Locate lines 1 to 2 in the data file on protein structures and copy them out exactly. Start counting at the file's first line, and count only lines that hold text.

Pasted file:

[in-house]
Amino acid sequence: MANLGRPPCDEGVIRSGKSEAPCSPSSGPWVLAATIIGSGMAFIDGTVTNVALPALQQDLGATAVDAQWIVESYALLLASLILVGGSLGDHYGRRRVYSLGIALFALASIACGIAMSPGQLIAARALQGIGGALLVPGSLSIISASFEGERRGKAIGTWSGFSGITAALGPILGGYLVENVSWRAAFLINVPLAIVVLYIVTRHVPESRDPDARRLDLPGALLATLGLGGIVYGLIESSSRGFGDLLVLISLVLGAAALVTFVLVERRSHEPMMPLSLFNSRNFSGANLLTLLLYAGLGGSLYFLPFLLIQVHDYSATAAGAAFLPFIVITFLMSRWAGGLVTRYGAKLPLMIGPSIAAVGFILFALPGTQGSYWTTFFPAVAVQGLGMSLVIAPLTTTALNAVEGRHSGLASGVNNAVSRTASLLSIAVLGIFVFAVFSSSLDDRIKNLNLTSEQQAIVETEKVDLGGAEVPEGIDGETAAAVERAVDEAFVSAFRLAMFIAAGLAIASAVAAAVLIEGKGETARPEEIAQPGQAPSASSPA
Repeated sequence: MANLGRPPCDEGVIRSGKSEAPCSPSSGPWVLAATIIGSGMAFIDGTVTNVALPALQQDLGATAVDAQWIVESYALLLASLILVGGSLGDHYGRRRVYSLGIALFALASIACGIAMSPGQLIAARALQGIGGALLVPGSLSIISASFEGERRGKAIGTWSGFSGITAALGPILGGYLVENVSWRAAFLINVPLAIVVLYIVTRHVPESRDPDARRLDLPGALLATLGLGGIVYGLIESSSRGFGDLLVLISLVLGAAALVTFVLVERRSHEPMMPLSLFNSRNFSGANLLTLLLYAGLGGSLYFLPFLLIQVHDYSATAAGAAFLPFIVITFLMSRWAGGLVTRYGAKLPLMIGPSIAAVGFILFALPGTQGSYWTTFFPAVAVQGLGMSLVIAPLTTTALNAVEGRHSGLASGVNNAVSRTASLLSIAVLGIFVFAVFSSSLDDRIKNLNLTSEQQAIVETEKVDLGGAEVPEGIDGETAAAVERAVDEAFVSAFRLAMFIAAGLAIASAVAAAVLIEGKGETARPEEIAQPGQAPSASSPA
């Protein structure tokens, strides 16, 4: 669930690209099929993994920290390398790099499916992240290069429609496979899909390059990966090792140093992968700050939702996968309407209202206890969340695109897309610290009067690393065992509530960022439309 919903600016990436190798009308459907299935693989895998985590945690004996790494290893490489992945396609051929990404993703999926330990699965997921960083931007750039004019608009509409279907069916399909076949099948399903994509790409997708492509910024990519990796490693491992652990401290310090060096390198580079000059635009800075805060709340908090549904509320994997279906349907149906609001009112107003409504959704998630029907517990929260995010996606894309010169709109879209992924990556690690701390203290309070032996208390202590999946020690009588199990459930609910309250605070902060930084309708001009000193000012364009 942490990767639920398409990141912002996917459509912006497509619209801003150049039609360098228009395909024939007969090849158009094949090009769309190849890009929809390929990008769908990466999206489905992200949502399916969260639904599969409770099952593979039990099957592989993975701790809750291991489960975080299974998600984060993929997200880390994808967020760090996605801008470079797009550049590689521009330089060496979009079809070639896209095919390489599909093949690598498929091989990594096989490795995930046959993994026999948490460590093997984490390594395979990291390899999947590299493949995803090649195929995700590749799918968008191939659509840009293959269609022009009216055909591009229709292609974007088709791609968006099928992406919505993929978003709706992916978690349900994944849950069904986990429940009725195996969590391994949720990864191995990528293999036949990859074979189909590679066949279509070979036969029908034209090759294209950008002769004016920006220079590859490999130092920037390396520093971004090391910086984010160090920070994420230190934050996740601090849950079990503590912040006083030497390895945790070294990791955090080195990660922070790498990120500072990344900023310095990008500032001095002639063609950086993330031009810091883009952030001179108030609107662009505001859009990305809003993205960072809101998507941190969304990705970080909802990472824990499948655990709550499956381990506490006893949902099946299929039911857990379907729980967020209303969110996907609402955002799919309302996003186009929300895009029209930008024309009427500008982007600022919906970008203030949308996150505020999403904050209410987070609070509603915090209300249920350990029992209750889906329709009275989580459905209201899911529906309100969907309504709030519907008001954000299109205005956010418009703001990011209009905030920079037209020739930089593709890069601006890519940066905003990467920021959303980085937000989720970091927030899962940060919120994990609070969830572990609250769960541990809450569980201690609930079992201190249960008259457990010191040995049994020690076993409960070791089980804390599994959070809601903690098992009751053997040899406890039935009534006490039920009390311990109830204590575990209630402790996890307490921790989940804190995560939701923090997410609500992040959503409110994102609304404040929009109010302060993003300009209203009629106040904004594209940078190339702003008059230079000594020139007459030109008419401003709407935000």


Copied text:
[in-house]
Amino acid sequence: MANLGRPPCDEGVIRSGKSEAPCSPSSGPWVLAATIIGSGMAFIDGTVTNVALPALQQDLGATAVDAQWIVESYALLLASLILVGGSLGDHYGRRRVYSLGIALFALASIACGIAMSPGQLIAARALQGIGGALLVPGSLSIISASFEGERRGKAIGTWSGFSGITAALGPILGGYLVENVSWRAAFLINVPLAIVVLYIVTRHVPESRDPDARRLDLPGALLATLGLGGIVYGLIESSSRGFGDLLVLISLVLGAAALVTFVLVERRSHEPMMPLSLFNSRNFSGANLLTLLLYAGLGGSLYFLPFLLIQVHDYSATAAGAAFLPFIVITFLMSRWAGGLVTRYGAKLPLMIGPSIAAVGFILFALPGTQGSYWTTFFPAVAVQGLGMSLVIAPLTTTALNAVEGRHSGLASGVNNAVSRTASLLSIAVLGIFVFAVFSSSLDDRIKNLNLTSEQQAIVETEKVDLGGAEVPEGIDGETAAAVERAVDEAFVSAFRLAMFIAAGLAIASAVAAAVLIEGKGETARPEEIAQPGQAPSASSPA